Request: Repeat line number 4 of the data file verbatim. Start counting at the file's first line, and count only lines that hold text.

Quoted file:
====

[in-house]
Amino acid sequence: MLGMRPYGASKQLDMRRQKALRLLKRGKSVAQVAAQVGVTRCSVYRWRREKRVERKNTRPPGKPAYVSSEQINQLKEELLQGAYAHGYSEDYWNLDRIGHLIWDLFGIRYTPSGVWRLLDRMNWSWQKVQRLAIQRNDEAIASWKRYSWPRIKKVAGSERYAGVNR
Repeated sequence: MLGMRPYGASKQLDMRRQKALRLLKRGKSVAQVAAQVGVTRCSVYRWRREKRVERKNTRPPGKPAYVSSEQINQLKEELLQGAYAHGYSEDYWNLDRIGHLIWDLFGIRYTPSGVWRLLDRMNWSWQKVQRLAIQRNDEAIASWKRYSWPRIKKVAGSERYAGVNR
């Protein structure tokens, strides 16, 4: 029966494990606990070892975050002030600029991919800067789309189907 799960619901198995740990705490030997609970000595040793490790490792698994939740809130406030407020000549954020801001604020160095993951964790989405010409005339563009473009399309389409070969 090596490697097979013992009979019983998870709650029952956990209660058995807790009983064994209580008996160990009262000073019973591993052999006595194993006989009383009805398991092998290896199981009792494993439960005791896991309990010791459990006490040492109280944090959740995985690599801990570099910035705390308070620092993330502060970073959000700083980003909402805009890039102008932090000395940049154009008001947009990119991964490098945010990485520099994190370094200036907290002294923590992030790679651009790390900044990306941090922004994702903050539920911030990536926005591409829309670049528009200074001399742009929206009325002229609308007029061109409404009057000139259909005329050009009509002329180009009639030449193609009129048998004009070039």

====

């Protein structure tokens, strides 16, 4: 029966494990606990070892975050002030600029991919800067789309189907 799960619901198995740990705490030997609970000595040793490790490792698994939740809130406030407020000549954020801001604020160095993951964790989405010409005339563009473009399309389409070969 090596490697097979013992009979019983998870709650029952956990209660058995807790009983064994209580008996160990009262000073019973591993052999006595194993006989009383009805398991092998290896199981009792494993439960005791896991309990010791459990006490040492109280944090959740995985690599801990570099910035705390308070620092993330502060970073959000700083980003909402805009890039102008932090000395940049154009008001947009990119991964490098945010990485520099994190370094200036907290002294923590992030790679651009790390900044990306941090922004994702903050539920911030990536926005591409829309670049528009200074001399742009929206009325002229609308007029061109409404009057000139259909005329050009009509002329180009009639030449193609009129048998004009070039």